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As you may know, Nick Redfern's recently released book "Saucer Spies" has a chapter on APEN.
That book has only just been published, and has had a bit of publicity. The current issue of UFO Review has a long interview with Nick, which includes a fairly detailed summary of his views on APEN.
See pages 29-33 of the issue of UFO Review at:
For other discussions of APEN, see:
Baker, Alan in his “The Encyclopaedia of Alien Encounters” (1999) at pages 12-13 (in an entry entitled “Aerial Phenomena Enquiry Network (APEN)”) of the Virgin hardback edition.
Randles, Jenny and Warrington, Peter in their “UFOs : A British Viewpoint” (1979) at pages 26-27 (in Chapter 2) of the Book Club Associates hardback edition.
Randles, Jenny in her “Investigating the Truth Behind MIB” (1997) at pages 154-161 (in Chapter 12) of the Piatkus softcover edition.
Spencer, John in his “The UFO Encyclopedia” (1991) at page 22 (in an entry entitled “APEN (UK)”) of the Guild hardback edition (with the same page numbering in the Avon softcover edition), at pages 25-26 of the Headline paperback edition.
Vallee, Jacques in his “Revelations” (1991) at pages 222-224 (in Chapter 8) of the Ballantine Books paperback edition.
Part of Bottomley's decision to decline APEN's offer was reached through talking to the UFO researcher, Jenny Randles. A few weeks after Bottomley's telephone call, Randles moved house. On entering her newly bought home she found a 'Welcome to your new Home' card from APEN. Inside it read "Never call anyone bigger than yourself stupid".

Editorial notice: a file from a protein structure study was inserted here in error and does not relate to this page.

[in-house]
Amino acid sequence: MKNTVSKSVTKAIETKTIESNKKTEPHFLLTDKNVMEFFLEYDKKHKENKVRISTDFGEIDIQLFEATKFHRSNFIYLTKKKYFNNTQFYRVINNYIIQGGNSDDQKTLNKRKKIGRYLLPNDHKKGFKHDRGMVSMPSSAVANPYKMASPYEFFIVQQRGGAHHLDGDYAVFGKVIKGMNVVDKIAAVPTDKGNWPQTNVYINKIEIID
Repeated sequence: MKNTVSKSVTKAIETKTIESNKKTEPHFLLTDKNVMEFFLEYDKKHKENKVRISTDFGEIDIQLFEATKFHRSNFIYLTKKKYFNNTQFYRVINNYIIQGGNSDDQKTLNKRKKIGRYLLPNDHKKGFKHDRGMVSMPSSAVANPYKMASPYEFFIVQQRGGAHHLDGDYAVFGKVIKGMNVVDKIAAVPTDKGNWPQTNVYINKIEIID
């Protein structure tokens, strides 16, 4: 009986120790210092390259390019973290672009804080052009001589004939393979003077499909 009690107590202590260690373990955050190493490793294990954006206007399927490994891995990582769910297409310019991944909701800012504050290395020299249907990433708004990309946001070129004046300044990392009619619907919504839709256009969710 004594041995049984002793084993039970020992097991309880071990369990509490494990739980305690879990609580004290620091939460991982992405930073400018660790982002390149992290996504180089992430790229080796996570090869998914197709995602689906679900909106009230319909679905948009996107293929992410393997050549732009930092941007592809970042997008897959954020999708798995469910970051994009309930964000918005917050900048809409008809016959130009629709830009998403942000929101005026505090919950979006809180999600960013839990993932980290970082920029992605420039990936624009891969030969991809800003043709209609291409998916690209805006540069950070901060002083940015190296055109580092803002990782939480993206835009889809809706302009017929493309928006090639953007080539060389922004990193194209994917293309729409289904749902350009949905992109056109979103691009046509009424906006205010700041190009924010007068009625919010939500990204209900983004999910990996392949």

A UFO group based in the East Midlands were victims of what looked like a burglary which had been attempted in the middle of the night. The offenders had entered a property belonging to the group and left without taking anything, however an untidy search of files containing UFO reports had been carried out. A few days later, the group received a letter from APEN apologising for the "behaviour" of its "local agents".
In the 1980s APEN contacted one UFO group regarding the Rendlesham Forest Incident in Suffolk. They requested that members of this group meet them in the middle of the night at a railway station some distance away from where any of the members lived. They were offering to tell the group "the truth" about the incident and a government plan to create fake UFOs. Understandably, the group did not respond or take up the invitation.